Clearly, the U.S. can no longer claim to be the melting pot of the world. The fall of the Iron Curtain and formation of the European Union has drastically upped worker migration, mostly East-to-West. But you needn’t actually visit Europe to experience its changing face: Anyone who’s taken stock of recent film festival and arthouse movies knows that more and more are being made about foreign-born arrivals in France, Great Britain, Scandinavia, and Italy.
These stories come in all forms, from big multinational border-crossing sagas (like Arash T. Riahi’s escape-from-Iran drama For a Moment, Freedom, which won Montreal’s top prize last month and will hopefully reach these shores next year) to small character studies. A fine example of the latter is Andrea Staka’s first narrative feature, Fraulein, which opens on the SFFS Screen at the Sundance Kabuki this Friday. It’s a Swiss-German coproduction by a director who lives in both Switzerland and New York City, about two women from former Yugoslavian territories who wind up meeting in a Zurich cafeteria. Nothing so unusual about that—though of course, there’s nothing "usual" about either character.
Middle-aged Ruza is the eatery’s manager, a rather harsh and humorless woman who fled Belgrade nearly three decades ago under circumstances that left a lasting bitter taste. She lives alone, and at work maintains a frosty, superior distance from employees who (like the joint’s patrons) are mostly veteran Cold War refugees as well. Among the underlings she sternly intimidates is older Mila (Ljubica Jovic), who’s working herself into an early grave while her layabout husband (Zdenko Jelcic) fixates on funding their retirement home back in Croatia—though it’s her hard-earned money alone he spends on it.
Representing a third, youngest generation amongst these women is 20-something Ana (Marija Skaricic), who lasted out the war in Sarajevo—if barely—and now arrives in Zurich as a seemingly footloose, even reckless traveler seeking hedonistic escape via clubbing and one night stands.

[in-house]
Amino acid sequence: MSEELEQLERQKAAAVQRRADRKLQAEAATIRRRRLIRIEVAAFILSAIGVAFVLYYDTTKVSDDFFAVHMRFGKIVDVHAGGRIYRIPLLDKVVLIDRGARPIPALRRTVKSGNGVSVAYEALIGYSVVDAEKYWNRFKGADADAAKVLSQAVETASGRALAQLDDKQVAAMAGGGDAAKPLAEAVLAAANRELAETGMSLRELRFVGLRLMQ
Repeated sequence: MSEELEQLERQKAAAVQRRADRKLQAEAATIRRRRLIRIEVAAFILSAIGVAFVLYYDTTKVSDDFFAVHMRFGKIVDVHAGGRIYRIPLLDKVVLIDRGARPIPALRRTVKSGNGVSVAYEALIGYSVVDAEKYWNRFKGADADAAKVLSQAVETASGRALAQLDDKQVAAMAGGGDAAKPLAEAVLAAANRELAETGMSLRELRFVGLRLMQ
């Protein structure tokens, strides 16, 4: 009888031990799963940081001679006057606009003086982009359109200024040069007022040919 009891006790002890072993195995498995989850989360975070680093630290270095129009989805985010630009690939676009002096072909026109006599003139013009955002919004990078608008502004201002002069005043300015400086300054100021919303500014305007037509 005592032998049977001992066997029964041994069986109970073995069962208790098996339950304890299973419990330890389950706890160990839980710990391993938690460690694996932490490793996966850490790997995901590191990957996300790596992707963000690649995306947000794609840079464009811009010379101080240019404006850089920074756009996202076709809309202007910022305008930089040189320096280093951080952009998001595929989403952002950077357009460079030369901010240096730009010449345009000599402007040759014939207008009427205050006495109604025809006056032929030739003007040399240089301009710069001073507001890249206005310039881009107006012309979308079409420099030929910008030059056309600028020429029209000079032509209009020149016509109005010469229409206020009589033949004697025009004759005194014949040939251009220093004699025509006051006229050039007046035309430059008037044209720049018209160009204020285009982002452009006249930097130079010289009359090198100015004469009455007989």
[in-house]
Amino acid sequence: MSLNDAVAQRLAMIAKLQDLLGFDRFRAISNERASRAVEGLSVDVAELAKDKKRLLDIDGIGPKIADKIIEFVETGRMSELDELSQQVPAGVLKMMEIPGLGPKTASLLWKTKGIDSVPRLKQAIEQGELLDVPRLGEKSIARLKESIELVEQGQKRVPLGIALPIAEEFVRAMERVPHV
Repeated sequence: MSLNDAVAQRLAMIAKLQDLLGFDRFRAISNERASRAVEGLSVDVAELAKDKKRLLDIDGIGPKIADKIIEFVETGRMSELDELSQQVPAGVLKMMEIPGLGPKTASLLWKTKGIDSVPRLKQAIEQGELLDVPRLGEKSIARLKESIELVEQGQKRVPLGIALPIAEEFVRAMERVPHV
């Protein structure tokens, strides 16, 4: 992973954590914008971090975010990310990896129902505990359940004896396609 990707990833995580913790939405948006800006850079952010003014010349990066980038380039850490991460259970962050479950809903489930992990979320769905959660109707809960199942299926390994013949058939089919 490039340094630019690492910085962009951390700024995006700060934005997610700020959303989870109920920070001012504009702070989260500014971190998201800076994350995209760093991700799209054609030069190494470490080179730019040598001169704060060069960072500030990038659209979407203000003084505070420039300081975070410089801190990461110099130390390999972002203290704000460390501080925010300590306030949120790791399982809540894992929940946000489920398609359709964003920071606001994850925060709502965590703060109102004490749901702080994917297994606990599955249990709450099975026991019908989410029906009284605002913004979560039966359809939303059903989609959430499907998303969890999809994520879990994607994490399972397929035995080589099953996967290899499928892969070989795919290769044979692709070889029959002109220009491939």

Ana happens to be present as Mila suffers a workplace accident. Without thinking, customer bandages up the bleeding elder worker, then casually takes her place behind the counter as server when Ruza barks at Mila to get a move-on. Such levelheaded adaptability impresses Ruza, who needs a new staffer (yet had rudely dismissed Mila’s proposing a niece as suitable hire). Ana brushes off pay for her fill-in stint. Still, she’s no wealthy tourist, and upon further insistence takes the job.
Ana has a secret, if not several. The main one being a serious health problem that reveals her hard-partying behavior as being less "carefree" than an attempt to live life in a desperate rush, avoiding emotional attachments to minimize pain. Thus she’s by turns effusive and elusive, warm and brusque—big on extravagant gestures, skittish about follow-through. It’s her idea to throw Ruza a birthday party, which co-workers think will only anger the boss-lady. But after a moment’s shock, she’s bewildered, then touched, then exhilarated. A heady night of drinking and dancing finds her waking up next morning in bed with a restaurant patron whose overtures she’d long snubbed.
From that still-early point, Fraulein might easily have turned into a predictable hash of mawkish tearjerker and forced frozen-heart-thawing "celebration of life." But Staka doesn’t play it that way. The terse writing, economical direction and beautifully reserved performances keep this movie’s emotions tightly reined, and all the more tautly effective for it. Not a rote "feel good" flick (or a knee-jerk Worst Case Scenario "feel bad" one either), Fraulein is simply a film that truly earns the variably happy, sad, and ambivalent feelings it satisfactorily stirs.
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